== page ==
Gene for Zipped Lignin Production in Plants
Lignin is an important plant cell wall component that provides critical structural support to plants. Native lignin is very difficult to break down by chemical or enzymatic means, which makes the task of producing paper and biofuels from plant material extremely difficult. However, lignin with ester bonds, called “zipped” lignin, cleaves under mildly basic conditions. Zipped lignin retains the structural properties necessary for plant life. In order to engineer plants to contain zipped lignin it is necessary to introduce an enzyme into the plant that would lead to production of a compound such as coniferyl ferulate esters.
This technology is an acyltransferase enzyme called FMT that produces the needed feruloyl coenzyme-A. Poplar transformed with FMT incorporates ferulate esters into its lignin. This modified Poplar contains zipped lignin that is more easily extractable under mild pulping conditions, which saves on chemicals and/or energy for pulp processing. The mild pulping conditions also lead to higher pulp yields. FMT may also be used to produce forage crops that are more easily digested by livestock, leading to higher feed conversion rates.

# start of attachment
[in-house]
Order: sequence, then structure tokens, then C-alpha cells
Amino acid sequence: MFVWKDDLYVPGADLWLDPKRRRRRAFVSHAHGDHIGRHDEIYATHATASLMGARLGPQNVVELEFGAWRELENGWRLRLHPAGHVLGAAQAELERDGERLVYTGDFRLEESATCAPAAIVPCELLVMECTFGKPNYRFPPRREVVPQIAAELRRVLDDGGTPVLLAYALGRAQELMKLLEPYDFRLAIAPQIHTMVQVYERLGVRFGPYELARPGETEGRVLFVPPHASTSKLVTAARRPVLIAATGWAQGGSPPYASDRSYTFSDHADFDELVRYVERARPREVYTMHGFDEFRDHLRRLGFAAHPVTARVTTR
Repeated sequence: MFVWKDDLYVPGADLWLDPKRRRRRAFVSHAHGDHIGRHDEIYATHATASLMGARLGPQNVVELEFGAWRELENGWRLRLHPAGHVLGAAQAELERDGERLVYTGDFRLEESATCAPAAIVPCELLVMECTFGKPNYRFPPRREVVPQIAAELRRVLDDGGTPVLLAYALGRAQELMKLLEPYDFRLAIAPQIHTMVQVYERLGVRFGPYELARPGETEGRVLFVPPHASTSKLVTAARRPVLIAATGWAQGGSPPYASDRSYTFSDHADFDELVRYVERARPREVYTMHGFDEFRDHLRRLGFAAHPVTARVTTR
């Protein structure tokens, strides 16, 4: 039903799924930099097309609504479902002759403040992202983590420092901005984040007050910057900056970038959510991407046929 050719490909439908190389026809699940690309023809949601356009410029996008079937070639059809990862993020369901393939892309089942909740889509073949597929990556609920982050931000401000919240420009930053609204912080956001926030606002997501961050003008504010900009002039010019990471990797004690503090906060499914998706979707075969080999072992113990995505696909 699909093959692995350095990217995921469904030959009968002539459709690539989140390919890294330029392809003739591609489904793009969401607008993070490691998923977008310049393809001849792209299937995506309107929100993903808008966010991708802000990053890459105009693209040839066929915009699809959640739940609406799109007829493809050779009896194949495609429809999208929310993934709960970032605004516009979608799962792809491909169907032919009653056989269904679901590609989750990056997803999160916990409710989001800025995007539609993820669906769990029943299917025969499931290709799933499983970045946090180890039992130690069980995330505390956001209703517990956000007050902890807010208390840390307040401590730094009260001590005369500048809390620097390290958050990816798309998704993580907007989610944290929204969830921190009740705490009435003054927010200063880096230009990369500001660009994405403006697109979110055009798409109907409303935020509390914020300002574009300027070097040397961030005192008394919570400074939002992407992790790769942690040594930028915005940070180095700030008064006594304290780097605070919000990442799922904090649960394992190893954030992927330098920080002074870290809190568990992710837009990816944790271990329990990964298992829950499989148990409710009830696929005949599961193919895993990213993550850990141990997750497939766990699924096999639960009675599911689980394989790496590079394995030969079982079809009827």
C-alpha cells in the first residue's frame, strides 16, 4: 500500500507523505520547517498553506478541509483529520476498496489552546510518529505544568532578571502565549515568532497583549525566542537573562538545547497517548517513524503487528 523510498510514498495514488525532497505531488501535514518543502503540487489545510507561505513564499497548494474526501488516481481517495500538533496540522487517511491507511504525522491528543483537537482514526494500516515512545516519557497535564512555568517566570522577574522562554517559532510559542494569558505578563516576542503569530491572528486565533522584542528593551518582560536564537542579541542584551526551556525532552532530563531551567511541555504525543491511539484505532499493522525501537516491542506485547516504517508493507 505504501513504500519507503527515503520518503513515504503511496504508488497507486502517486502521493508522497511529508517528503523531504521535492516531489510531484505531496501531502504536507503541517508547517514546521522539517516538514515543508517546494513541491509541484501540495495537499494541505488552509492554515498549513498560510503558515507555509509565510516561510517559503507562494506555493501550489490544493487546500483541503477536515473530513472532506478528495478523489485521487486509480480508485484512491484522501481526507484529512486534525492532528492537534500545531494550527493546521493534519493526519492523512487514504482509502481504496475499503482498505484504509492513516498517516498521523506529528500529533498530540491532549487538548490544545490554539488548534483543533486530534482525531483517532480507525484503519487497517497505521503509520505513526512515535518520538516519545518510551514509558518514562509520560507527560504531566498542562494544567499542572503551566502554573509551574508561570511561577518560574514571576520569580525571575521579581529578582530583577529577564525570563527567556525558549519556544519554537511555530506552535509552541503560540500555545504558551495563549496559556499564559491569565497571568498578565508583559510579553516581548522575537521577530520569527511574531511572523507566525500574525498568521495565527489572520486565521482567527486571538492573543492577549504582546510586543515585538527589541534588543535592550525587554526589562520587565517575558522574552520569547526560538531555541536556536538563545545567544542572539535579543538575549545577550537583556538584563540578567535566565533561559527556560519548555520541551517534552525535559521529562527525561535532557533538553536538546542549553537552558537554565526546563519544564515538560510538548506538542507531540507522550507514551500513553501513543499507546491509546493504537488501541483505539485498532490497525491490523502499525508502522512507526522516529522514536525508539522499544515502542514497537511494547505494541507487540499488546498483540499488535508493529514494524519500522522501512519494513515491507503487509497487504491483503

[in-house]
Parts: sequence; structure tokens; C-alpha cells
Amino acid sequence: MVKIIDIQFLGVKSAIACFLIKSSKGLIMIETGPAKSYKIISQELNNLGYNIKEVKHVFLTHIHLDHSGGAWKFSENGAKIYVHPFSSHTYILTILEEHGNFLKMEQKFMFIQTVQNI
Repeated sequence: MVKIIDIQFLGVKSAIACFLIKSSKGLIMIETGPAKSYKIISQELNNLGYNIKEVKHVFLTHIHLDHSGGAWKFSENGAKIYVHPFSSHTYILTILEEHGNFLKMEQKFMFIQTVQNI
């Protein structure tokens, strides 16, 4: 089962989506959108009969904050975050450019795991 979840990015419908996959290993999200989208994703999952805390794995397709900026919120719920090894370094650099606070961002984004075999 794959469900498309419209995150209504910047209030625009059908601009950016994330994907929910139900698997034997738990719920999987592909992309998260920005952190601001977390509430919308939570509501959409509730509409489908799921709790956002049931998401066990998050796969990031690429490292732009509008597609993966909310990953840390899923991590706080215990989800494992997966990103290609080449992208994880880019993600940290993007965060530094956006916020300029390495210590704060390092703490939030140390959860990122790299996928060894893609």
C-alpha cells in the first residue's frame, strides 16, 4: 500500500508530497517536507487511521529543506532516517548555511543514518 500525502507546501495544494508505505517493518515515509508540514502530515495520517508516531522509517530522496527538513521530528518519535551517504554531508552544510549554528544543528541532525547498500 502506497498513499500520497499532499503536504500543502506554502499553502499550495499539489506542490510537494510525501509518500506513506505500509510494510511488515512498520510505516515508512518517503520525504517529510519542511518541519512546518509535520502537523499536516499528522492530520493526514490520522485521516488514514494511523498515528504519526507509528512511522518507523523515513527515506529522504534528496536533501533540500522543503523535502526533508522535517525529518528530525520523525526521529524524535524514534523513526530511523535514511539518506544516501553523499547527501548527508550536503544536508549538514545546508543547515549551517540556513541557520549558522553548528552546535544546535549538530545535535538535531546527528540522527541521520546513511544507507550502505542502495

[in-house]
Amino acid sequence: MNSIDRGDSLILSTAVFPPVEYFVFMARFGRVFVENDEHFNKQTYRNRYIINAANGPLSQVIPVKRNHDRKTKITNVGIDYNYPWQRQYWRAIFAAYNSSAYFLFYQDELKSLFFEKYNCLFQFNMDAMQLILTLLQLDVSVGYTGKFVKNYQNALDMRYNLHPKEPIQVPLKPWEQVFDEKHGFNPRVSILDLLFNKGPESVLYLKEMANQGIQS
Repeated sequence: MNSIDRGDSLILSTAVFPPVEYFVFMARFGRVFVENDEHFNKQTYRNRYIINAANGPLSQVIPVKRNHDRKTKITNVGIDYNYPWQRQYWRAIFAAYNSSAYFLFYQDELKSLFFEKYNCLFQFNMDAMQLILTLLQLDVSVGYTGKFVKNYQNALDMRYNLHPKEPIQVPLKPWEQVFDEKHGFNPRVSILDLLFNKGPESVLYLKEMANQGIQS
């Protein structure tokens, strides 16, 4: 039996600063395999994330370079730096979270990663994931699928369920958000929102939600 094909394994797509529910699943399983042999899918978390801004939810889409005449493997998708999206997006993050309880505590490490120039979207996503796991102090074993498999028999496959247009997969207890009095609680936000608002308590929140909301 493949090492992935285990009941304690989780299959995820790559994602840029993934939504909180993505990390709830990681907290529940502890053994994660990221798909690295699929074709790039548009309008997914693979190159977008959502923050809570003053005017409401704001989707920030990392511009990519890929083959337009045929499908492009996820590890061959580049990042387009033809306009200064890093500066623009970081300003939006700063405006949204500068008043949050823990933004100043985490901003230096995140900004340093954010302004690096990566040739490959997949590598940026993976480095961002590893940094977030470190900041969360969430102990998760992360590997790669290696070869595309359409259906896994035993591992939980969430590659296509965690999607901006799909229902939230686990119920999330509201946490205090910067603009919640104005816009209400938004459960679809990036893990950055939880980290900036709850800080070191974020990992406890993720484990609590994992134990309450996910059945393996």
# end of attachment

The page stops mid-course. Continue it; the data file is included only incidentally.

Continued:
- Easily degraded, but structurally sound “zipped” lignin: FMT introduces “zips” into lignin
- Enable more cost effective plant material processing by reducing chemical inputs
- Higher pulp yields: mild conditions preserve more plant fiber for paper
- Retains structural benefits for plant health
- Paper production, Biofuels processing, Forage crops
Thomas Herlache Assistant Director Michigan State University email@example.com